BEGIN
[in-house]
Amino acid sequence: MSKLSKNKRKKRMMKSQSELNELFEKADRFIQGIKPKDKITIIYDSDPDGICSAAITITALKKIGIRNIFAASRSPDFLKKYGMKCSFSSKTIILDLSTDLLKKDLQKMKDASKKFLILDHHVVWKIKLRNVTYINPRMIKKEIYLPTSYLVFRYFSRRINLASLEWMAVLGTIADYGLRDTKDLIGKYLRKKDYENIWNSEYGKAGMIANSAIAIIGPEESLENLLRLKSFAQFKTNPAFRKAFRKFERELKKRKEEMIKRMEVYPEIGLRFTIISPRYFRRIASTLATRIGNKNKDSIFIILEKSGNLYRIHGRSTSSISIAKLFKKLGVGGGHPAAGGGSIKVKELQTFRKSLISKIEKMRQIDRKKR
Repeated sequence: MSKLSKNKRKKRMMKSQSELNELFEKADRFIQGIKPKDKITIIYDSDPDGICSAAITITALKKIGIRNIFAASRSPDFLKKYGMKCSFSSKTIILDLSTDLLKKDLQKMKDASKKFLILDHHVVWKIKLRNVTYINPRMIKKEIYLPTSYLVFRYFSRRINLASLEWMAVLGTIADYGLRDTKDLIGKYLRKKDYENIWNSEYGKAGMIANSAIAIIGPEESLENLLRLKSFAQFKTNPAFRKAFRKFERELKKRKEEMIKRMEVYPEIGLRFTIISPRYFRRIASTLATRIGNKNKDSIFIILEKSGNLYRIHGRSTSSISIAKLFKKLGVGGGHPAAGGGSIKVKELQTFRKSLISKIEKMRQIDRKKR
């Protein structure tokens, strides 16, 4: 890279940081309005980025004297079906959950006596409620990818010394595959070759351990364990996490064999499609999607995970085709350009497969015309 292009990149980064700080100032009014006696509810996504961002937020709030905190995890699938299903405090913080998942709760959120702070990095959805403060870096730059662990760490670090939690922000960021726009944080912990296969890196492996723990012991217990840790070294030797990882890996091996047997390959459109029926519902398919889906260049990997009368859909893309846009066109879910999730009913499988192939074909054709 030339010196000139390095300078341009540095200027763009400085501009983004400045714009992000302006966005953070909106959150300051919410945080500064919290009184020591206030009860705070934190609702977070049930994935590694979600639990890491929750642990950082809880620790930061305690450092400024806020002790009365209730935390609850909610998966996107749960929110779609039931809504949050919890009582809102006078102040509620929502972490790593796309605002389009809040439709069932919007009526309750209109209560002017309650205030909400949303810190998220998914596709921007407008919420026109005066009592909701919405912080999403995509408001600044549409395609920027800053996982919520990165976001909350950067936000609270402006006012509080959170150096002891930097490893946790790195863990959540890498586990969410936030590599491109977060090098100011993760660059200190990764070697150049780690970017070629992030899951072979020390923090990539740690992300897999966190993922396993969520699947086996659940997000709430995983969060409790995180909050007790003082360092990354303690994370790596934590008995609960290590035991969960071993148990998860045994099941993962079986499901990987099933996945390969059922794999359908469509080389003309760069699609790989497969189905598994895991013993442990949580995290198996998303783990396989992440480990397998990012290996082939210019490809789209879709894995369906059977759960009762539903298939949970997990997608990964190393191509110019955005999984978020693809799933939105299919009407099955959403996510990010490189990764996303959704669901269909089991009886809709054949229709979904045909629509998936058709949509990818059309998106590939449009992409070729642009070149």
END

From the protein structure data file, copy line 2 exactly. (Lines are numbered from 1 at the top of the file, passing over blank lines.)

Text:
Amino acid sequence: MSKLSKNKRKKRMMKSQSELNELFEKADRFIQGIKPKDKITIIYDSDPDGICSAAITITALKKIGIRNIFAASRSPDFLKKYGMKCSFSSKTIILDLSTDLLKKDLQKMKDASKKFLILDHHVVWKIKLRNVTYINPRMIKKEIYLPTSYLVFRYFSRRINLASLEWMAVLGTIADYGLRDTKDLIGKYLRKKDYENIWNSEYGKAGMIANSAIAIIGPEESLENLLRLKSFAQFKTNPAFRKAFRKFERELKKRKEEMIKRMEVYPEIGLRFTIISPRYFRRIASTLATRIGNKNKDSIFIILEKSGNLYRIHGRSTSSISIAKLFKKLGVGGGHPAAGGGSIKVKELQTFRKSLISKIEKMRQIDRKKR